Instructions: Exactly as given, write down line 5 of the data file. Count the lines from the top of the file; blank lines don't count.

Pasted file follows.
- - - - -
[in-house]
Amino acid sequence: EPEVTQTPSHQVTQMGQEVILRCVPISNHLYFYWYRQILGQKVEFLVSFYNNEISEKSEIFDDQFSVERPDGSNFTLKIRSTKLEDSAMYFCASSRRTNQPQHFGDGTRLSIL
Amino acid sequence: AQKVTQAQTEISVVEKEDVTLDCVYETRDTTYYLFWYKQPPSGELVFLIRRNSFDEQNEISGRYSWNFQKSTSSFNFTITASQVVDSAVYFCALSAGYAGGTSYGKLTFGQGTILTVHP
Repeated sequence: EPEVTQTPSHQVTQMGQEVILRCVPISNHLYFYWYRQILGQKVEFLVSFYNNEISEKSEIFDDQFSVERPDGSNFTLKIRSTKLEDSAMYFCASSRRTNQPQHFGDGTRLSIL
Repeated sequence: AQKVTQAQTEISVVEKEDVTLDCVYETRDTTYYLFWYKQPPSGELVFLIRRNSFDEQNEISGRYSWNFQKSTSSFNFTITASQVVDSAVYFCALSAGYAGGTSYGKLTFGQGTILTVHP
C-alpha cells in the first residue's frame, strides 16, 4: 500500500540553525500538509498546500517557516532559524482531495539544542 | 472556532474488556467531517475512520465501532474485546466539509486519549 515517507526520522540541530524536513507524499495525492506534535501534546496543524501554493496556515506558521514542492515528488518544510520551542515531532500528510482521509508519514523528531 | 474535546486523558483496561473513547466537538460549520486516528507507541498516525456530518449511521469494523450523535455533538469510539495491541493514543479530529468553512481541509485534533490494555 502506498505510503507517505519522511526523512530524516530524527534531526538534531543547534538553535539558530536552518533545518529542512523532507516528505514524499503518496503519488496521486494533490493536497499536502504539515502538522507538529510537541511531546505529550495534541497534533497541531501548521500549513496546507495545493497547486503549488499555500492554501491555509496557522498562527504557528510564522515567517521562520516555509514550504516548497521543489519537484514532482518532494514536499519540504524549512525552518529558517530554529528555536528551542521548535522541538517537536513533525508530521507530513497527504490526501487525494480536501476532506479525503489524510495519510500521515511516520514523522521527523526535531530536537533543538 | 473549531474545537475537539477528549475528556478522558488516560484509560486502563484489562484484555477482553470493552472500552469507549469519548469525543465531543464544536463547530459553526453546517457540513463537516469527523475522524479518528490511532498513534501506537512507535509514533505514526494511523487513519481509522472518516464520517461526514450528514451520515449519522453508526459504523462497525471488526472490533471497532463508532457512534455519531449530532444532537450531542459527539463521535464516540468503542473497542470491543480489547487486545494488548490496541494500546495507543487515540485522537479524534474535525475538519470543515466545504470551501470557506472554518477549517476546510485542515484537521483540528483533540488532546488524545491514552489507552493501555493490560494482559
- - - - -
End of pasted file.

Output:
Repeated sequence: AQKVTQAQTEISVVEKEDVTLDCVYETRDTTYYLFWYKQPPSGELVFLIRRNSFDEQNEISGRYSWNFQKSTSSFNFTITASQVVDSAVYFCALSAGYAGGTSYGKLTFGQGTILTVHP